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Clinical and cost-effectiveness of cardioprotection against the toxic effects of anthracyclines given to children with cancer: a systematic review

Clinical and cost-effectiveness of cardioprotection against the toxic effects of anthracyclines given to children with cancer: a systematic review
Clinical and cost-effectiveness of cardioprotection against the toxic effects of anthracyclines given to children with cancer: a systematic review
This review systematically assessed the evidence on the clinical and cost-effectiveness of cardioprotection against the toxic effects of anthracyclines given to children with cancer. We searched eight electronic databases, including Medline and the Cochrane Library, from inception to January 2006 for systematic reviews and randomised controlled trials that reported death, heart failure, arrhythmias or measures of cardiac performance associated with cardioprotective technologies compared with standard treatment in children treated for cancer with anthracyclines. Economic evaluations were also sought. Inclusion criteria, data extraction and quality assessment were undertaken by standard methodology. Four randomised controlled trials met the inclusion criteria of the review; each had methodological limitations. No economic evaluations were identified. Studies were combined through narrative synthesis. One trial found that continuous infusion of doxorubicin did not offer any cardioprotection over rapid infusion. One suggested that continuous infusion of daunorubicin provoked less cardiotoxicity than rapid infusion. One concluded that dexrazoxane reduces cardiac injury during doxorubicin therapy and one reported a protective effect of coenzyme Q(10) on cardiac function during anthracycline therapy. The evidence on the effectiveness of cardioprotective technologies in children is limited in quality and quantity thus making conclusions difficult. This is surprising given the importance of anthracycline use in children with cancer. Further long-term research, which includes relevant outcome measures, is needed to determine whether technologies influence the development of cardiac damage without limiting the antitumour efficacy of anthracyclines.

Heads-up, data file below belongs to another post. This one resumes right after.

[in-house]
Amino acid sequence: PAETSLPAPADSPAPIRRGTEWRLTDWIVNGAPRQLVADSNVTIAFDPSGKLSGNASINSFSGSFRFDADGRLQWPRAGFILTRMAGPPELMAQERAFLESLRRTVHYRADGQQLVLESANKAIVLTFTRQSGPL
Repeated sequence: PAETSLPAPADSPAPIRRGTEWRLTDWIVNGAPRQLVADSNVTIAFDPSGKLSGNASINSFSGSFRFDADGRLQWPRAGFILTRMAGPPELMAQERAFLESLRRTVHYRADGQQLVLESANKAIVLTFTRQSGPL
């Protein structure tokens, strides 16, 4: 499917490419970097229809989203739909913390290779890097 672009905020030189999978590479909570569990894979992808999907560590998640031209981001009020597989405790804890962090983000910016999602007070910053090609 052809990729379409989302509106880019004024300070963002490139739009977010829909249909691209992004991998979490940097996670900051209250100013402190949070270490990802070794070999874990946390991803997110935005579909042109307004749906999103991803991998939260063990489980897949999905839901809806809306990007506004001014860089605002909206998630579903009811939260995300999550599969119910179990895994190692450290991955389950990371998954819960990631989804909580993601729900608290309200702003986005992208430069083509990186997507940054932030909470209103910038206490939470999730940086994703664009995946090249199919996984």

cardioprotection, anthracyclines, children, systematic review
0007-0920
226-230
Bryant, J.
508f497c-8b5a-468f-a37d-be9c26e4e49d
Picot, J.
324d6f20-a105-49fd-9fb0-88791be84ada
Baxter, L.
eeafbfe7-ae7e-421f-a6b6-c6d9df80b6ef
Levitt, G.
e368043e-6492-4b02-9359-e00ec5f0eae8
Sullivan, I.
5ced8efe-2404-4970-93a2-359268870aed
Clegg, A.
838091f5-39df-4dbe-a369-675b26f2301b
Bryant, J.
508f497c-8b5a-468f-a37d-be9c26e4e49d
Picot, J.
324d6f20-a105-49fd-9fb0-88791be84ada
Baxter, L.
eeafbfe7-ae7e-421f-a6b6-c6d9df80b6ef
Levitt, G.
e368043e-6492-4b02-9359-e00ec5f0eae8
Sullivan, I.
5ced8efe-2404-4970-93a2-359268870aed
Clegg, A.
838091f5-39df-4dbe-a369-675b26f2301b

Bryant, J., Picot, J., Baxter, L., Levitt, G., Sullivan, I. and Clegg, A. (2007) Clinical and cost-effectiveness of cardioprotection against the toxic effects of anthracyclines given to children with cancer: a systematic review. British Journal of Cancer, 96 (2), 226-230. (doi:10.1038/sj.bjc.6603562). (PMID:14984495)

Record type: Article

Abstract

This review systematically assessed the evidence on the clinical and cost-effectiveness of cardioprotection against the toxic effects of anthracyclines given to children with cancer. We searched eight electronic databases, including Medline and the Cochrane Library, from inception to January 2006 for systematic reviews and randomised controlled trials that reported death, heart failure, arrhythmias or measures of cardiac performance associated with cardioprotective technologies compared with standard treatment in children treated for cancer with anthracyclines. Economic evaluations were also sought. Inclusion criteria, data extraction and quality assessment were undertaken by standard methodology. Four randomised controlled trials met the inclusion criteria of the review; each had methodological limitations. No economic evaluations were identified. Studies were combined through narrative synthesis. One trial found that continuous infusion of doxorubicin did not offer any cardioprotection over rapid infusion. One suggested that continuous infusion of daunorubicin provoked less cardiotoxicity than rapid infusion. One concluded that dexrazoxane reduces cardiac injury during doxorubicin therapy and one reported a protective effect of coenzyme Q(10) on cardiac function during anthracycline therapy. The evidence on the effectiveness of cardioprotective technologies in children is limited in quality and quantity thus making conclusions difficult. This is surprising given the importance of anthracycline use in children with cancer. Further long-term research, which includes relevant outcome measures, is needed to determine whether technologies influence the development of cardiac damage without limiting the antitumour efficacy of anthracyclines.

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More information

Published date: 23 January 2007
Keywords: cardioprotection, anthracyclines, children, systematic review
Organisations: Faculty of Medicine

Identifiers

Local EPrints ID: 345697
URI: http://eprints.soton.ac.uk/id/eprint/345697
ISSN: 0007-0920
PURE UUID: f6fc8843-7e14-43fb-95e3-48aefc807771
ORCID for J. Picot: ORCID iD orcid.org/0000-0001-5987-996X

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Date deposited: 29 Nov 2012 15:48
Last modified: 17 Dec 2019 01:48

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Contributors

Author: J. Bryant
Author: J. Picot ORCID iD
Author: L. Baxter
Author: G. Levitt
Author: I. Sullivan
Author: A. Clegg

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